Political Odds & Ends: Benefits of Diversity…Handy’s New Book…Johnson Shoots the Messenger

lavarr policy insightsSay Thanks for a Diverse Economy. Utah’s energy industry has long given the state’s economy a nice boost.

Until recently. The Uintah Basin’s flourishing oil and gas fields have gone from boom to bust. The once-busy streets and motels in Vernal and Duchesne are much quieter.

Clearly, the oil and gas downturn has hurt Utah. But the nice thing about having one of the most diversified economies in the country is that when one sector is down, other sectors can keep the economy rolling.

Thus, Utah will weather the low oil-price storm much better than other energy-dependent states. Utah’s lawmakers had a nice budget surplus to work with in the legislative session earlier this year, even though it was smaller than the previous year.

By contrast, Alaska, with a small population of taxpayers, has a multi-billion dollar budget deficit, thanks to the collapse in oil prices, the Associated Press reports. Legislators are looking at cutting services and raising taxes. Alaska’s credit rating has taken a hit and could be further downgraded.

In Oklahoma, legislators face a $1.3 billion budget shortfall, and they are slashing education and healthcare budgets mid-year. Public schools may have to go to 4-day weeks. 

In North Dakota, Bloomberg reports the state faces a $1 billion deficit after being the economic envy of the nation for several years. North Dakota enjoyed the lowest jobless rate, the fastest-growing population and the highest increase in personal income. No more. The state’s economy is shrinking, deep spending cuts are being imposed and workers are losing jobs. The economy shrank 10.4 percent in the first quarter of 2015. Louisiana and Texas have also been significantly hurt by low oil prices.

Energy is terrific, and it will come back. But Utahns should be grateful that our economy is nicely balanced with a variety of industry sectors keeping the economy rolling, creating jobs for our young people.


Handy Man Legislator Produces Lagoon Book. Steve Handy is an excellent marketing and PR guy. He’s also a state legislator representing Layton. He’s sponsored a lot of clean air legislation. Handy is also a writer of corporate history/coffee table books that chronicle the histories of interesting Utah businesses.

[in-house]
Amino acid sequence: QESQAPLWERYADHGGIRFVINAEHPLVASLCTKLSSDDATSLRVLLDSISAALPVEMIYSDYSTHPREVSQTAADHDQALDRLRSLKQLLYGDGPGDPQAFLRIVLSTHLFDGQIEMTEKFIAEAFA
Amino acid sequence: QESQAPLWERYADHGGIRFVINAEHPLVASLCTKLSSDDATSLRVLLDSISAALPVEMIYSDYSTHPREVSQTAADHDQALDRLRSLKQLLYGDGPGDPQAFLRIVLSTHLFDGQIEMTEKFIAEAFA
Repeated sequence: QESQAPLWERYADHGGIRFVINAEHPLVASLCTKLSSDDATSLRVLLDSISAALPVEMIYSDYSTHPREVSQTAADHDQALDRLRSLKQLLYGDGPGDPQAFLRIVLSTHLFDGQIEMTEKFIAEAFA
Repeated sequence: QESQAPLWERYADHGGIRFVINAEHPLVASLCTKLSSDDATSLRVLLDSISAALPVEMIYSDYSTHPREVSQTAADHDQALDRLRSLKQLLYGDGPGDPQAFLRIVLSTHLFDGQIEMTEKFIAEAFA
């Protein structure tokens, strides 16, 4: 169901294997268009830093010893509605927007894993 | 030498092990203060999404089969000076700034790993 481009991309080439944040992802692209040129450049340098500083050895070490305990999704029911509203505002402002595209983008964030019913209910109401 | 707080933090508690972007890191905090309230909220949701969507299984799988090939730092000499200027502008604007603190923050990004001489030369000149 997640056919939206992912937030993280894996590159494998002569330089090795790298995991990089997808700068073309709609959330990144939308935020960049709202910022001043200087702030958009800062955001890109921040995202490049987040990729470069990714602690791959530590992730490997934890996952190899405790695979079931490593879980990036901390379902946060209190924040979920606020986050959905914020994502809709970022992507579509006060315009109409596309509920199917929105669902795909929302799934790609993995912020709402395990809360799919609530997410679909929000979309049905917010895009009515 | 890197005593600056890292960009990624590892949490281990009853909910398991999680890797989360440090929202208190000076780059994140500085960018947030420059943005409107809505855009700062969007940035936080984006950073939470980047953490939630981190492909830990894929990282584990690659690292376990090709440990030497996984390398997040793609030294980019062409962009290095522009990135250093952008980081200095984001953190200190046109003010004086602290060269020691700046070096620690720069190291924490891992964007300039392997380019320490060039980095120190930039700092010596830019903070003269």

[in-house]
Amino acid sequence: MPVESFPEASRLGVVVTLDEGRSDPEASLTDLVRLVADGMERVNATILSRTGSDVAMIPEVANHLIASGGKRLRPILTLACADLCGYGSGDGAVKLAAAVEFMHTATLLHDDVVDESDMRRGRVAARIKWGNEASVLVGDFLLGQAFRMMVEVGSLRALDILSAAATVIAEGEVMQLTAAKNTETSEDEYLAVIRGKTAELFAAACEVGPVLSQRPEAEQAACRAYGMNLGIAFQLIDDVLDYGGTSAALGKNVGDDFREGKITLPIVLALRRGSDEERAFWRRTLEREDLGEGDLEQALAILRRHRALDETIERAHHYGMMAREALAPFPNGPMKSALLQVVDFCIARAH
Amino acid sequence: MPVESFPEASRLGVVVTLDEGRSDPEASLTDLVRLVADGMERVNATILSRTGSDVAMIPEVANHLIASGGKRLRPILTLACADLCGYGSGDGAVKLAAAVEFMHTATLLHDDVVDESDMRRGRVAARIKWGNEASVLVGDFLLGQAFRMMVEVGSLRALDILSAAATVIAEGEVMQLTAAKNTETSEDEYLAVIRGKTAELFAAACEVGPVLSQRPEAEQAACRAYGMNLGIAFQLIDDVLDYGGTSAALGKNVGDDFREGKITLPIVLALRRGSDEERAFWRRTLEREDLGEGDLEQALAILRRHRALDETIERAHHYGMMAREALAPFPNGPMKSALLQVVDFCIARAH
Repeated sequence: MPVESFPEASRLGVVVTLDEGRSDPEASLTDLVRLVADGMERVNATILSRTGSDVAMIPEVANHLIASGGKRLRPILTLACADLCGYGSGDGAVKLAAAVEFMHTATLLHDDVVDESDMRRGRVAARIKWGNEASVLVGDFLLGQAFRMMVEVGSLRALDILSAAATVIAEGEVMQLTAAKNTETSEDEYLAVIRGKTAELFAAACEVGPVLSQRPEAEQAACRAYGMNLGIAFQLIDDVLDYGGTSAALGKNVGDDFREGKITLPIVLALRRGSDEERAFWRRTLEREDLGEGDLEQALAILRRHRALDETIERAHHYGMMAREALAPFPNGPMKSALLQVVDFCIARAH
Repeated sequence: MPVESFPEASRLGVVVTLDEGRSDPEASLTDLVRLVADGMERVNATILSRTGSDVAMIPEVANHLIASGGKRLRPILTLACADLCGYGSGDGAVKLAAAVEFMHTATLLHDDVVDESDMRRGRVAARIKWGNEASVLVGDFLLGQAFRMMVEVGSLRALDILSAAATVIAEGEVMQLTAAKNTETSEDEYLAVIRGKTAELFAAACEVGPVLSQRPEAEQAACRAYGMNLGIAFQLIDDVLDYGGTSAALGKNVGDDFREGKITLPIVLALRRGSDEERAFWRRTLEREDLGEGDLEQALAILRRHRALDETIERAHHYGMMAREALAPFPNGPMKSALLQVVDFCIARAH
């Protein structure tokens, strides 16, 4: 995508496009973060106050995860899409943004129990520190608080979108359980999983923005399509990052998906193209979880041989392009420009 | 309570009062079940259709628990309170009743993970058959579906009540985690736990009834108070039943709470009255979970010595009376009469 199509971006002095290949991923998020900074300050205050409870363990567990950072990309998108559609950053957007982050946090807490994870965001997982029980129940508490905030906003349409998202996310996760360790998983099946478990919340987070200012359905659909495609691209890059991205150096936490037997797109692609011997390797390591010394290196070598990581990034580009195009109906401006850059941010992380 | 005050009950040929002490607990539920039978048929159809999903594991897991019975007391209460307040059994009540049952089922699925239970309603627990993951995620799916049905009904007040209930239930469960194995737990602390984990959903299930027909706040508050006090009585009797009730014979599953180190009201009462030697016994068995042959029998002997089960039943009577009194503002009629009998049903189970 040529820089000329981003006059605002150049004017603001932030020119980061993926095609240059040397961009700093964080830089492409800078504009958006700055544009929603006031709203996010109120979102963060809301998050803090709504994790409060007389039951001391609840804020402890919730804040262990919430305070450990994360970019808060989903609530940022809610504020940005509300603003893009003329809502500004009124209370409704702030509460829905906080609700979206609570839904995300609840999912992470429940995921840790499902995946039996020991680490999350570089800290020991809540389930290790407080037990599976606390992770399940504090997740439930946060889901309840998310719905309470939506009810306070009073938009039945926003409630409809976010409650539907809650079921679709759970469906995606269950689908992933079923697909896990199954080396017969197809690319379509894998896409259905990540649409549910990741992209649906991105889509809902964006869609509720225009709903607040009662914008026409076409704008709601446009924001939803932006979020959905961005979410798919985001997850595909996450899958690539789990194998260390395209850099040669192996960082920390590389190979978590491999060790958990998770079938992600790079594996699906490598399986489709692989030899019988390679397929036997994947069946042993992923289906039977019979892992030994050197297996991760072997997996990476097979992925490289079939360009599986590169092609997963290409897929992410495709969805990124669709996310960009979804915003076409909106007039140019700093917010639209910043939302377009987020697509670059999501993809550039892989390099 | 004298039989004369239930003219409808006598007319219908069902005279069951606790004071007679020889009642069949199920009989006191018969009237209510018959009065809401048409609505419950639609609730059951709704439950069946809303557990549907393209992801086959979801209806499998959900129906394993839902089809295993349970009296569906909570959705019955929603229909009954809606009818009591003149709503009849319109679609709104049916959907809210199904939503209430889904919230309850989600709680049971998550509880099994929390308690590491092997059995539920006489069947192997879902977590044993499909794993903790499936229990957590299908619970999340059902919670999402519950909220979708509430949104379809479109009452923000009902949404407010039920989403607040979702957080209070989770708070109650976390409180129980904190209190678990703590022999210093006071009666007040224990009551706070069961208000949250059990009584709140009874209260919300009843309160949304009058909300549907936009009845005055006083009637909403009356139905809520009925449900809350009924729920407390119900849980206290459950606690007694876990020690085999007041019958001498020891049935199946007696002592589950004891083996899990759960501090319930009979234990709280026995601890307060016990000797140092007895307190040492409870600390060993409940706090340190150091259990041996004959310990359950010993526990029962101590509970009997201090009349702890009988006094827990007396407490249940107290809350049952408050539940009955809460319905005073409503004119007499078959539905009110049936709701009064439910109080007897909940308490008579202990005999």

One of his most enjoyable projects has been writing the history of Lagoon, the Farmington amusement park. The number of 1960s rock band that performed there is amazing. Handy has a nice profile in the Standard Examiner focusing on the Lagoon book. 


Johnson Attacks the Messenger. Responding to a Utah Policy survey showing Jonathan Johnson far behind Gov. Gary Herbert among Republican voters, the Johnson campaign issued a statement saying, “Dan Jones polling is bought and paid for by the Herbert campaign.  Thus, this poll is not surprising.”

That’s obviously a direct shot at the honesty and integrity of Dan Jones and the Utah Policy staff. I beg to differ. First of all, it’s not a good idea for candidates to issue statements that are blatantly false. It was a Utah Policy poll, NOT paid for by the Herbert campaign. Herbert and his campaign had nothing to do with it. We don’t share when we conduct polls and no campaign knew we were doing it.

Second, Jones is nothing if not scrupulously honest and careful with his polling. You don’t survive in this business for 50 years without dealing honestly with clients and the political community. One of the lovable (or annoying) things about Jones is his obsession and intensity, even paranoia, about getting demographics and numbers right and providing good data to clients.

He is scrupulously honest with the data. He’s delivered a lot of bad news to candidates not doing as well as they hoped. He reports what the numbers say. He also protects data. As a journalist, I’ve tried many times to weasel information out of him with pleading, logic and charm (such as it is). It doesn’t work (especially the charm). If there are any loose lips on the polling ship, it isn’t Dan.

It’s true that Dan has a lot of clients and sometimes does candidate work while also doing news media work. He’s done that his whole career. He’s able to do it because of his honesty and integrity. Being in the field frequently also helps him do accurate polling.

The Johnson statement also criticized Utah Policy for publishing a survey of all voters instead of just delegates. We’d love to do a delegate poll, but survey research is expensive and we couldn’t devote a poll just to delegates. We wanted to measure opinion in other races and on other public policy issues. We’ll be reporting those results in the next several days.

So Johnson didn’t like the numbers. They are what they are, and attacking the integrity of the messenger isn’t a great way to show leadership.